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End of the Century | The Nation

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End of the Century

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SHANNON STAPLETON/REUTERSAdvertising the final days of the Virgin Megastore, NYC, June 2009

About the Author

J. Gabriel Boylan
J. Gabriel Boylan is a freelance writer on music and art.

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For $79.99, the Sansa slotRadio can be yours. Around the size of a compact, it's an MP3 player preloaded with 1,000 songs from Billboard's rock, country, hip-hop/r&b and oldies charts. Thematic mixes like "workout" and "chillout" are available too. There's no software to install or discs to rip. Just stuff in your earbuds, press play and listen.

At 8 cents a tune, slotRadio is a bargain compared with what Jammie Thomas-Rasset was ordered to pay for the twenty-four songs she downloaded and shared on Kazaa, a file-sharing network. In 2006 she was sued for copyright infringement by Capitol Records, with legal support from the Recording Industry Association of America; when a federal court handed down a guilty verdict in June, the damages amounted to $1.92 million. That's $80,000 per song, including Gloria Estefan's "Rhythm Is Gonna Get You." Quite.

Ours is a time of fundamental shifts in the way music is made, sold and experienced, and music's value--as art and commodity--has never seemed more arbitrary and harder to assign. Thanks to the upswing in file-sharing and other ways of obtaining music in digital formats, album sales are measly and unreliable in terms of profit margin. Ten years ago Britney Spears's sophomore album Oops!... I Did It Again hit No. 1 with a record 1,319,193 units sold in the first week. Last year she hit No. 1 with her comeback album Circus, but first-week sales topped out at 505,000 units, nearly twice as much as the No. 1 spot sells most weeks yet nowhere near the debut of Oops!. As Charles Blow recently noted in the New York Times, a study conducted by PRS for Music, a nonprofit royalty collection agency, "found that of the 13 million songs for sale online [in 2008], 10 million never got a single buyer and 80 percent of all revenue came from about 52,000 songs. That's less than one percent of the songs." For slotRadio, the gold mine isn't the cache of songs on its MP3 player but the tiny device itself, a jumble of cheap wires and microchips that will inevitably need to be replaced. In this case, the music is advertising that draws ears to a piece of disposable technology.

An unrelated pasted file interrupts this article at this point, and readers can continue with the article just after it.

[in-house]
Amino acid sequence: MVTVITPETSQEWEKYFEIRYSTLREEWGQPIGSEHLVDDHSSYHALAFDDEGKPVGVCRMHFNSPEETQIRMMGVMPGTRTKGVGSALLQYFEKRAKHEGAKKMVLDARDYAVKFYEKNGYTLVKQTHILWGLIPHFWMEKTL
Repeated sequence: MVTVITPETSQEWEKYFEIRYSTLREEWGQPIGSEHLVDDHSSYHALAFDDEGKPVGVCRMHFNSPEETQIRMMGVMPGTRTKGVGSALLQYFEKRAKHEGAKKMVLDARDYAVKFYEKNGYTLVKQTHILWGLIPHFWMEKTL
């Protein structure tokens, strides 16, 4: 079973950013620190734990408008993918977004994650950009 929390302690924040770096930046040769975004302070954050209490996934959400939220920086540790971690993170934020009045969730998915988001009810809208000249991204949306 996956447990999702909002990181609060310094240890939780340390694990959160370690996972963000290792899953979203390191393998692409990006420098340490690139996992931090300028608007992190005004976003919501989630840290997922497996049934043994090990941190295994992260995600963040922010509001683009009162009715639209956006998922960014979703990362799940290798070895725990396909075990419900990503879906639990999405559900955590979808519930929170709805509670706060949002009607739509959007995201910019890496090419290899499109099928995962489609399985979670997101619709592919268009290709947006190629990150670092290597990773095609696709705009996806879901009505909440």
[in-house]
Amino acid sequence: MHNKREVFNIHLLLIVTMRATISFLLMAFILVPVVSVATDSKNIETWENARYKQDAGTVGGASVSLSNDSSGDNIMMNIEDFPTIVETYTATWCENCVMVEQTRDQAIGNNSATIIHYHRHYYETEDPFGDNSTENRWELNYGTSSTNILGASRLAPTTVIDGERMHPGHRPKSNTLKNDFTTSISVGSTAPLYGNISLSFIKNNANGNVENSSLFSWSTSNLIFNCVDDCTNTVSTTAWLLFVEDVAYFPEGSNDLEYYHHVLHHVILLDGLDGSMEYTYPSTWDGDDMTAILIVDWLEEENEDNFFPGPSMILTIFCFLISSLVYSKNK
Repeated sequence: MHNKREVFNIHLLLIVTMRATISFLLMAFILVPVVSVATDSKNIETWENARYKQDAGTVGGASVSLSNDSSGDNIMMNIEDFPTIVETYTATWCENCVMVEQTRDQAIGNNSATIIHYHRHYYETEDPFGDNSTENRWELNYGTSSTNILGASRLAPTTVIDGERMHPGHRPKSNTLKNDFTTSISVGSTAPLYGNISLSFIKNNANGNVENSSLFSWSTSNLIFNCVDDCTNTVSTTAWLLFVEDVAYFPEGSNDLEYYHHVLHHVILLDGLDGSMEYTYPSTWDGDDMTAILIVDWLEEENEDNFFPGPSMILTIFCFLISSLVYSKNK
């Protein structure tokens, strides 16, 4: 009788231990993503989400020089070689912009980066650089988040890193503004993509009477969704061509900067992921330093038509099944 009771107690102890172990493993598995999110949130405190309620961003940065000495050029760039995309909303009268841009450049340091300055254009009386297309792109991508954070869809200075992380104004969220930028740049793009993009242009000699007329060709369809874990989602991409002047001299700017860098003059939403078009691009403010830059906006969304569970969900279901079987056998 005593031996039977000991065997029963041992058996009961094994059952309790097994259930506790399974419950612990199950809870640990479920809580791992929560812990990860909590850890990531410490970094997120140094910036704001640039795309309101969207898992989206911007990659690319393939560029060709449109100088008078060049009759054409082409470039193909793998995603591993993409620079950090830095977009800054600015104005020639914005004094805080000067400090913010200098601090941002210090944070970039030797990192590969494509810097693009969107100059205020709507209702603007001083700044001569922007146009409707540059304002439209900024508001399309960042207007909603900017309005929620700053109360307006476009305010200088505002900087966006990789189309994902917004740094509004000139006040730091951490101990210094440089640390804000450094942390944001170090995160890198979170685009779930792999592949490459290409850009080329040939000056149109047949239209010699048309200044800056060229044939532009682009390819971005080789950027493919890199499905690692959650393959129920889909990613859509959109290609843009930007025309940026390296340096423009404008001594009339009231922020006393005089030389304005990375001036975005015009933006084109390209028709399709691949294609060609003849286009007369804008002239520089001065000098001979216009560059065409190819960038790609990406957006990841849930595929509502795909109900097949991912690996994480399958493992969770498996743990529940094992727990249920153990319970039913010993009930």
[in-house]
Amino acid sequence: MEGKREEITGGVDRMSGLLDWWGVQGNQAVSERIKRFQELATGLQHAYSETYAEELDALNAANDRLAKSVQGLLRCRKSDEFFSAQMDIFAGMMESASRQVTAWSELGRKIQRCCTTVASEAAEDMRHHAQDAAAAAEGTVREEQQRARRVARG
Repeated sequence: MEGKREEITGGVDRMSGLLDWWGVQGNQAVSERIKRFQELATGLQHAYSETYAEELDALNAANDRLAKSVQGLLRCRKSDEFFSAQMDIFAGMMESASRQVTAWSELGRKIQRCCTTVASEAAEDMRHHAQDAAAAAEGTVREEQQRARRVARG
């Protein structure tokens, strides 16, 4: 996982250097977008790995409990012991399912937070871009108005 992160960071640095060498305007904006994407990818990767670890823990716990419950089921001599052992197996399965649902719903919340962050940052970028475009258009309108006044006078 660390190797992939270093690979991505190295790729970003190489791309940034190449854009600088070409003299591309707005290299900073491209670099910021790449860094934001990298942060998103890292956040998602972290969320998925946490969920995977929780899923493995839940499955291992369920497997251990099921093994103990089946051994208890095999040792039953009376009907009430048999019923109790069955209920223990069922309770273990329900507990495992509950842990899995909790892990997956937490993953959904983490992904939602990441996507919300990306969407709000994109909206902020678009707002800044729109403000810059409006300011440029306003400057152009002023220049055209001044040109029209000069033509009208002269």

Most of the artists and bands profiled by Greg Kot in Ripped earn their keep from touring, which seems to be the most trustworthy source of revenue available to small and even midlevel musicians now that file-sharing has decimated album sales. Kot's profiles range from the most newly minted stars of indie music (Dan Deacon) to the scene's elder statesmen and crossover successes (Radiohead, Nine Inch Nails). The more established bands he discusses are making creative use of the new marketplace--from Paul McCartney partnering with Starbucks to the direct-marketing and distribution models of Prince and, more recently, Radiohead and Trent Reznor. The latter two have embraced, to varying degrees, the practice of offering middling-quality downloads of songs at a low or even pay-what-you-want price and selling high-quality physical copies of albums later at set prices. Because Prince enjoys a massive and loyal fan base, he has been able to sever ties with major labels and corporate promotional networks, selling albums through his website and forging direct, albeit virtual, connections with fans. As for the fans Kot interviewed, many admitted to not paying for most of the music in their possession, with some wrestling with guilt and others proclaiming their defiance of "the man."

The pitch and scale of the tumult recalls the shift that occurred about a century ago when music was recorded for the first time, freed from its real-time shackles and engraved on wax cylinders. Yet over time, with this freedom came corporate control over popular recordings and corporate determination of what would be heard, and how, and on what sort of medium. There were fierce battles over what kind of music was worth recording and whether recording was killing musical "truth." Musicians, producers and fans quarreled over the value of "fidelity" and the exact reproduction of sounds in real time. Was it the zenith of recorded music or a distraction from improving sounds with studio modifications or fabricated new ones? Tape-recording technology simplified and democratized the capturing of sound, while advances in technology allowed for the fashioning of a whole new world of sounds unimaginable in the acoustic days. (In the past few decades, technological innovations have brought changes like pitch-correcting software that can make an American Idol reject sound blandly perfect.) But if abandoning the live performance was the big shift a century ago, and the move away from "fidelity" was the big shift fifty years later, the dramatic change of our time is the unmooring of music from the physical realm altogether. Music is now an ephemeral sequence of digitized information beamed about, played for a few seconds and then shuffled away into the ether of code.